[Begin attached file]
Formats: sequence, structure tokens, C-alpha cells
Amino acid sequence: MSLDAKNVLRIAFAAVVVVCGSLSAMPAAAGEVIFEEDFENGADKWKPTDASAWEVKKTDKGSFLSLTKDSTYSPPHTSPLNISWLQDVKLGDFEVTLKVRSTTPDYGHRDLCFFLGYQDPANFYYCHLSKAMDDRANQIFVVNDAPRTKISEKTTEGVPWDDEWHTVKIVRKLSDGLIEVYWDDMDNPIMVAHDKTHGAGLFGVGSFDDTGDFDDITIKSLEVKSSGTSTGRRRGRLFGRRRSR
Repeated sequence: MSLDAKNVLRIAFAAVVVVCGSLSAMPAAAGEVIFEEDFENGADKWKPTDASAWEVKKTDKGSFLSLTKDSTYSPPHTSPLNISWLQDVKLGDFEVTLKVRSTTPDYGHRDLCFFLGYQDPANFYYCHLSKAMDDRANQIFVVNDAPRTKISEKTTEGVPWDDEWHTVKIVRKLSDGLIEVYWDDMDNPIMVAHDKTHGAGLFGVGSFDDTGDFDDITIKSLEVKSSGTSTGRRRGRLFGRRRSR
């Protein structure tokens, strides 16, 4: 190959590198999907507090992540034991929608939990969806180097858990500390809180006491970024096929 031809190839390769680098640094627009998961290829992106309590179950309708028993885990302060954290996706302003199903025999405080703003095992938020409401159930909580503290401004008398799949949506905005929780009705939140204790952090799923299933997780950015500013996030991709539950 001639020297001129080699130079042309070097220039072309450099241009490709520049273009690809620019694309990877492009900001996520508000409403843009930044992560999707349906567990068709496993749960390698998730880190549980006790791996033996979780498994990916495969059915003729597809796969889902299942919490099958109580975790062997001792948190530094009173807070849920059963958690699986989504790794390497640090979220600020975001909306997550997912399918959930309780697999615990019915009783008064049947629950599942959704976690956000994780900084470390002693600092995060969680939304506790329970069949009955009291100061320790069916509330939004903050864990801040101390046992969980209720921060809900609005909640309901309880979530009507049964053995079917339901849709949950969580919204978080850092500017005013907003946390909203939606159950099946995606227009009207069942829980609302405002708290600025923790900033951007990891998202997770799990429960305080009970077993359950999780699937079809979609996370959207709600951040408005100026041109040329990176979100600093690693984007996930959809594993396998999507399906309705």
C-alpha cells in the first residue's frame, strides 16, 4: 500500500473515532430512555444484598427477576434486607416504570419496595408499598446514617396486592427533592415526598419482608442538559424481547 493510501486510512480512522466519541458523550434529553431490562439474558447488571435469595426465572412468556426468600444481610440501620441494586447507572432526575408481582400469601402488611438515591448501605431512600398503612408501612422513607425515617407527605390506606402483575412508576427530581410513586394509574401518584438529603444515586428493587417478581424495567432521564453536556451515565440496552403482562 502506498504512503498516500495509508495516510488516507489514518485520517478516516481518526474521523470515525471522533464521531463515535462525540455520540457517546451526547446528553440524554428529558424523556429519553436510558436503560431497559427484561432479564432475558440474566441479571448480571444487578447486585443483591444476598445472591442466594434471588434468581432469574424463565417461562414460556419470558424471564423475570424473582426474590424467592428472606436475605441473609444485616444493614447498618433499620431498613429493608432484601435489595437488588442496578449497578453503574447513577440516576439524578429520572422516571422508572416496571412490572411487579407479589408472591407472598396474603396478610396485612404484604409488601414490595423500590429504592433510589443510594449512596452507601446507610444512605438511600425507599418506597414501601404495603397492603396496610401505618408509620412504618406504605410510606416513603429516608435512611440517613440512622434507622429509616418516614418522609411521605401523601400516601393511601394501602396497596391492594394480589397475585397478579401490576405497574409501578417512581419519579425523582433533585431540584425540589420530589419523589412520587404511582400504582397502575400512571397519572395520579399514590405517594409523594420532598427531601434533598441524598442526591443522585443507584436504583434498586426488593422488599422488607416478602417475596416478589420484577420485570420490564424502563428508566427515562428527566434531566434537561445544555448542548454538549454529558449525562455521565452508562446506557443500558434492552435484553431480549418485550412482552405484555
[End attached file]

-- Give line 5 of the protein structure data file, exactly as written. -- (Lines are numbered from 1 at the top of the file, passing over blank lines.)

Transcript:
C-alpha cells in the first residue's frame, strides 16, 4: 500500500473515532430512555444484598427477576434486607416504570419496595408499598446514617396486592427533592415526598419482608442538559424481547 493510501486510512480512522466519541458523550434529553431490562439474558447488571435469595426465572412468556426468600444481610440501620441494586447507572432526575408481582400469601402488611438515591448501605431512600398503612408501612422513607425515617407527605390506606402483575412508576427530581410513586394509574401518584438529603444515586428493587417478581424495567432521564453536556451515565440496552403482562 502506498504512503498516500495509508495516510488516507489514518485520517478516516481518526474521523470515525471522533464521531463515535462525540455520540457517546451526547446528553440524554428529558424523556429519553436510558436503560431497559427484561432479564432475558440474566441479571448480571444487578447486585443483591444476598445472591442466594434471588434468581432469574424463565417461562414460556419470558424471564423475570424473582426474590424467592428472606436475605441473609444485616444493614447498618433499620431498613429493608432484601435489595437488588442496578449497578453503574447513577440516576439524578429520572422516571422508572416496571412490572411487579407479589408472591407472598396474603396478610396485612404484604409488601414490595423500590429504592433510589443510594449512596452507601446507610444512605438511600425507599418506597414501601404495603397492603396496610401505618408509620412504618406504605410510606416513603429516608435512611440517613440512622434507622429509616418516614418522609411521605401523601400516601393511601394501602396497596391492594394480589397475585397478579401490576405497574409501578417512581419519579425523582433533585431540584425540589420530589419523589412520587404511582400504582397502575400512571397519572395520579399514590405517594409523594420532598427531601434533598441524598442526591443522585443507584436504583434498586426488593422488599422488607416478602417475596416478589420484577420485570420490564424502563428508566427515562428527566434531566434537561445544555448542548454538549454529558449525562455521565452508562446506557443500558434492552435484553431480549418485550412482552405484555